Driven: Ford Kuga 1.5 TDCi Trend
Mention a Ford Kuga to the average South African, and most will respond with a simple question “Aren’t those the ones that catch on fire?” A common misconception - and a pity, which hasn’t done the Kuga’s reputation much good.
A couple of years back, models equipped with the 1.6-litre EcoBoost had the potential to set alight under certain conditions, with numerous examples burning in South Africa.
Although this was over five years ago - and Ford replaced the 1.6-litre powertrain in the local line-up - the Kuga has suffered, unfortunately, losing sales to vehicles like the Tiguan and RAV4.
We say unfortunately as the Kuga is quite the competent family car. Not only is it well-built, practical, and economical (if you buy the diesel version) but rather good fun to drive - for a mid-sized SUV, at least. We got behind the wheel of a 1.5 TDCi Trend, to reacquaint ourselves with the Blue Oval’s offering.
The competition certainly has the Kuga licked when it comes to styling. It can’t match the Tiguan or CX-5 for that effortless, upmarket look they both do so well. Nor does it match the 3008, Peugeot’s unique and avant-garde offering. That’s not to say it’s ugly, far from it - the Kuga is just a bit reserved in a segment with some real lookers.
Inside, we run into the same sort of problem. It’s certainly well-built, but it’s missing the premium touch of the aforementioned rivals - particularly the Mazda with its stellar build-quality and the Peugeot with it’s beautiful detailing. Still, everything feels well-constructed and feels as if it will last a lifetime.
Equipment-wise, you won’t want for anything. The Trend may be the mid-range model, but for just under R500 000 you receive leather seats, alloy wheels, and Sync3 - which offers Android Auto and Apple CarPlay as standard and navigation as an optional extra. On a more practical level, the Kuga also receives a crisp reversing camera, hill assist, and traction control with ESP.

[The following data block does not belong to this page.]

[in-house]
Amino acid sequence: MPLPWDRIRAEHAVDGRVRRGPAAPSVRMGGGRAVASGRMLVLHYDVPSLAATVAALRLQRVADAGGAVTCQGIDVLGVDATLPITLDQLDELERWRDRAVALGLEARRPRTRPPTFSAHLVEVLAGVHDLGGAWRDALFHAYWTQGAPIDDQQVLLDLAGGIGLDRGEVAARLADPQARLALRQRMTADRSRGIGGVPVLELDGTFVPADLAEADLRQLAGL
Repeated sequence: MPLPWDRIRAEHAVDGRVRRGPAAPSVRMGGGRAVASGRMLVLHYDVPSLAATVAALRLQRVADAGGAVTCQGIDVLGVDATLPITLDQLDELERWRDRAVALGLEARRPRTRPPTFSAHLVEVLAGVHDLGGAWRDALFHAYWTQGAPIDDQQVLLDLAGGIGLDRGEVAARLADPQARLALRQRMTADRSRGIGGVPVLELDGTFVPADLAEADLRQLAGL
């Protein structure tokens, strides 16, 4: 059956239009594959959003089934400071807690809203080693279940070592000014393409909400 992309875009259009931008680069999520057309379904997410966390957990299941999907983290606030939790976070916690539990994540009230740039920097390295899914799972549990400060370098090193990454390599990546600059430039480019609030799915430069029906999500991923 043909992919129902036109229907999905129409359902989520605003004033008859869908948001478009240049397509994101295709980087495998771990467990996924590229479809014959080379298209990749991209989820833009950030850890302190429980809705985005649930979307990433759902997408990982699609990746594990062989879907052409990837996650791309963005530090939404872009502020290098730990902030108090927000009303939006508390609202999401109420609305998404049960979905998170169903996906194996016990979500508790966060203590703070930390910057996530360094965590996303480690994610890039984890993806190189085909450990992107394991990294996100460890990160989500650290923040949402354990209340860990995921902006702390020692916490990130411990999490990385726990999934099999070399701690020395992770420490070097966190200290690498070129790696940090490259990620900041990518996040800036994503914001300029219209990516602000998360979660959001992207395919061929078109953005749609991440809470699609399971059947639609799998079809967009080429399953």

Boot space is commodious and can be made even more capacious by folding the rear bench down. The rear bench offers decent levels of space, the cream interior scheme giving a sensation of spaciousness. The front seats are supremely comfortable, and if we had to nitpick, we’d want more thigh support.
This particular Trend derivative, the 88 kW/270 Nm 1.5-litre turbodiesel, is available only as a self-shifter. If you require your oil-burner to have an auto ‘box, the pricier (but more powerful and better equipped) 2,0 TDCi is up to your street.
Still, the manual gearbox is at least slick-shifting (as it is with most Fords) and is quite a joy to use. Courtesy of the torquey powertrain, town driving is rather effortless. So too is highway driving, where the Kuga shows off its superb fuel economy. Ford claims an ambitious 5.3 litres/100 km and amazingly, we almost matched that. Over our time with the Kuga 1.5 TDCi, we managed to average just 5.6 L/100 km.
The Kuga shows signs of struggle when tackling steep, sudden inclines. It gets bogged down rather easily, requiring generous stirring of the six-speed gearbox to maintain momentum. Like it's Fiesta and Figo siblings, the Kuga seems to have a dynamic streak. It’s still an SUV, remember - so there’s body roll - but the steering is crisp and communicative, while the clutch and gearbox are just so enjoyable to use. There’s plenty of grip, too.
We could bemoan the relative lack of refinement when compared to rivals, but the 1.5 TDCi doesn’t really have any. VW’s cheapest diesel Tiguan is nearly R200 000 dearer, while Mazda and Hyundai offer just one diesel derivative each - and both are far more expensive. It’s not terribly unrefined; the 1.5-litre just creates a bit more noise than the larger powertrains. Still, Ford’s own two-litre turbodiesel matches rivals for rolling refinement.
At R492 300, the Kuga offers exceptional value for money. Not just from a purchasing perspective, either. Yes, it’s a lot of car for the money, packed to the rafters with equipment and offering plenty of safety kit. But when you factor in the fuel economy, six-year/90 000 km service plan, and vast Ford dealership network, it starts to make sense on an entirely new level. It’s a pity that consumers are put off by the rather unfortunate reputation the Kuga still carries, as it really is a compelling family SUV for those that value economy, practicality and common sense.